By Dani Kowalczyk
Oh Wade Williamson, you make reviewing you so easy. Or maybe more difficult because I’ve developed an affection for you, over most. Disclaimer: I have not met, experienced or listened to Williamson prior to this meeting, to this, dare I say..awakening?! Seriously, the electo-rock jams of Williamson’s ‘Backesto Park’ are reminiscent of Tycho, RATATAT, and maybe just a little bit like Tape Deck Mountain, one of my most coveted tracks. The California native has years of studio work under his belt and after two years and five albums (within the 8 years prior), he has produced Backestro Park for our listening pleasure. Williams’ popularity is quickly growing as many have taken note of his potential, including Cameron Crowe, who invited Williamson to take part in his opening credits in Aloha. Numerous independent films and multimedia projects have included music from Backesto Park, including Joss Whedon’s Dollhouse, the acclaimed television series.
I would be very hard pressed to say there is just one, or just a few tracks that I vibe with, that I love. But as my opening sentence proves, I am very much a fan on the entire meditative album, every single song. What’s better than the aesthetically pleasing visuals that the music seamlessly weaves in and out of is the fluidity of progression. Williamson is a master. He is not only aware of each track’s progression and build, but also that the entire EP works as a story. It’s no surprise that the album named after his San Jose neighborhood has a strange presence of cultures, professions, and pride in one place. Each unique energy carrying an essence that works in union to create a moving, thriving neighborhood that many, including Williamson, call home. “I just like having some sounds from the real-world in my music.” An audible, musical depiction of this energy is very much alive in the album from “All Thanks to Paul” to “These Broken Day Blues.”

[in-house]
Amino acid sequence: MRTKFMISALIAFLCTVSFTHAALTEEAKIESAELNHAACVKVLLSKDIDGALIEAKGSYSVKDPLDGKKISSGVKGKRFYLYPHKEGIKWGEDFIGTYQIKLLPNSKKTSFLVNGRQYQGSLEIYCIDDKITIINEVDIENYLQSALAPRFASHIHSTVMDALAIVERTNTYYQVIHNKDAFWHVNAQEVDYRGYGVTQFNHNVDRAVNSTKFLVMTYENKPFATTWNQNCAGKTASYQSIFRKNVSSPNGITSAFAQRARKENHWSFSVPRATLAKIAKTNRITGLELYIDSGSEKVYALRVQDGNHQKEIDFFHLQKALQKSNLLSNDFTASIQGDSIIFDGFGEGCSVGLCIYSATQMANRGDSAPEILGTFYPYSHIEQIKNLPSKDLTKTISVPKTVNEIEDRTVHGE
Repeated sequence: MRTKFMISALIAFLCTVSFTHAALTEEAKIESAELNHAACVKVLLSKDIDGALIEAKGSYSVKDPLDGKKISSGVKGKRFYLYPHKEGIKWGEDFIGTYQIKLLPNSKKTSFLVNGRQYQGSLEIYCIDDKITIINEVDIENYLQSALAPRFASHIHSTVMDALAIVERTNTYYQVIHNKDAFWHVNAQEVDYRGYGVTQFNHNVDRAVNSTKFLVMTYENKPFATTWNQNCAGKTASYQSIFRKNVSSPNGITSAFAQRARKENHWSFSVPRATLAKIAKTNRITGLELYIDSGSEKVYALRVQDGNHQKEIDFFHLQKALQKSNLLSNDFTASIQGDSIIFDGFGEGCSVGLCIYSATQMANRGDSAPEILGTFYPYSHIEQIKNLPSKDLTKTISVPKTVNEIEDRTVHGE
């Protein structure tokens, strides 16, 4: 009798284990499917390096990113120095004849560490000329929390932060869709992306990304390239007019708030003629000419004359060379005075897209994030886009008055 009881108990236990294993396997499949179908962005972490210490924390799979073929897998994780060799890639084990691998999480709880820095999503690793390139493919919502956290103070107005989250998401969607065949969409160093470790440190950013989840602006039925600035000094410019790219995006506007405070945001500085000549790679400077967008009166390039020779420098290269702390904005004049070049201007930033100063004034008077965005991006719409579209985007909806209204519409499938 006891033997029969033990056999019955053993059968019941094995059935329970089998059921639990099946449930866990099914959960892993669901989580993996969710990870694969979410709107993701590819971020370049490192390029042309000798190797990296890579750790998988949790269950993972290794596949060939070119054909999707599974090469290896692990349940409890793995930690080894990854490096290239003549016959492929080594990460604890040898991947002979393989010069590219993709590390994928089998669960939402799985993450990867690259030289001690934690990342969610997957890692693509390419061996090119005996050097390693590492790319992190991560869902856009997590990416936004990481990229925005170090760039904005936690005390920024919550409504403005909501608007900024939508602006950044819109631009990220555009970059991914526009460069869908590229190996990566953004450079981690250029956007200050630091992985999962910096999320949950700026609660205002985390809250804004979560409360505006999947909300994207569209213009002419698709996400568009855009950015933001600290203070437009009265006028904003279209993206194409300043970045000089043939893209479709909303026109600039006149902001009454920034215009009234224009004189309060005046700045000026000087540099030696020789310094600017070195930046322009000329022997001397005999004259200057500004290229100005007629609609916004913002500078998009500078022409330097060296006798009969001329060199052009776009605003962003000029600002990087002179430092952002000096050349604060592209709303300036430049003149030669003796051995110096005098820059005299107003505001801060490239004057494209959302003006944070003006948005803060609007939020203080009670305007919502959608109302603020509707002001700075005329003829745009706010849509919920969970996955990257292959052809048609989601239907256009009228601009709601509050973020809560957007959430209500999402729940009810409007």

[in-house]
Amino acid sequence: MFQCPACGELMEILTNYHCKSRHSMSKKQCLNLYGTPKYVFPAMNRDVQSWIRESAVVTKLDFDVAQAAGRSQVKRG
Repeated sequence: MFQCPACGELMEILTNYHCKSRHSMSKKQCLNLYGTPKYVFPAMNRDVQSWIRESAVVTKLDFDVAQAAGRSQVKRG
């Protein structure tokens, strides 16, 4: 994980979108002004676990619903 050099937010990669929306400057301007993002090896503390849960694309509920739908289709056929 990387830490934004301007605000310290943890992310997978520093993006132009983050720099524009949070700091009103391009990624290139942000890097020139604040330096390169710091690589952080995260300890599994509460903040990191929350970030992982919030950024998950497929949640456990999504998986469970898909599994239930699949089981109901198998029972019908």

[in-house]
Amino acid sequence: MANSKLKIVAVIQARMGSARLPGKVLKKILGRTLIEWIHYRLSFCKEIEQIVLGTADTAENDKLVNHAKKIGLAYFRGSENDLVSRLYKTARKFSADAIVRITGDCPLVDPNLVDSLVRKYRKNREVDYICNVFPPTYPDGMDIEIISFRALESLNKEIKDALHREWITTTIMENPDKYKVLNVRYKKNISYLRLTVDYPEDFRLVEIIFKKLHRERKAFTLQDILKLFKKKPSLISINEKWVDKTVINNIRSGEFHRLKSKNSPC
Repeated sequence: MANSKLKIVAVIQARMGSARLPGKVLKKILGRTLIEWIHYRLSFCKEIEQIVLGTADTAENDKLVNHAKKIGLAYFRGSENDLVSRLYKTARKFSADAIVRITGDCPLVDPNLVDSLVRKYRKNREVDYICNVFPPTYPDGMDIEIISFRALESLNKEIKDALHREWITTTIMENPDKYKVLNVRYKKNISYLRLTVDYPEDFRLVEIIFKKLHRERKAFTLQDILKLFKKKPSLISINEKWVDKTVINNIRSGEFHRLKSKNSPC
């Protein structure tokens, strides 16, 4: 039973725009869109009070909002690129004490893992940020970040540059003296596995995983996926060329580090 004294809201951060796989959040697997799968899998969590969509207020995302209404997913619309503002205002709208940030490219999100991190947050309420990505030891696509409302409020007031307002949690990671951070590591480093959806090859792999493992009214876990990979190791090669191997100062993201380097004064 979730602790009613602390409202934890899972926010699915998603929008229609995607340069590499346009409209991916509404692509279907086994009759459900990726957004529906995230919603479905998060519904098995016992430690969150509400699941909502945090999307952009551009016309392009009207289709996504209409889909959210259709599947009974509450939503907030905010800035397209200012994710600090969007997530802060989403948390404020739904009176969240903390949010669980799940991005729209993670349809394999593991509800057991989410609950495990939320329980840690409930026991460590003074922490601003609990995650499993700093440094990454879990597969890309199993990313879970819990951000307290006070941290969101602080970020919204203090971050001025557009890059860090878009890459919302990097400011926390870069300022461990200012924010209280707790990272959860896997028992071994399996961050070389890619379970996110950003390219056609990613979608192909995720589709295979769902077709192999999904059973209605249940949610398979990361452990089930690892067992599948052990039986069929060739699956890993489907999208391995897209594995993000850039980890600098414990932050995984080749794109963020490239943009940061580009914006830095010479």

Try to contain yourself, folks…this one is a real winner.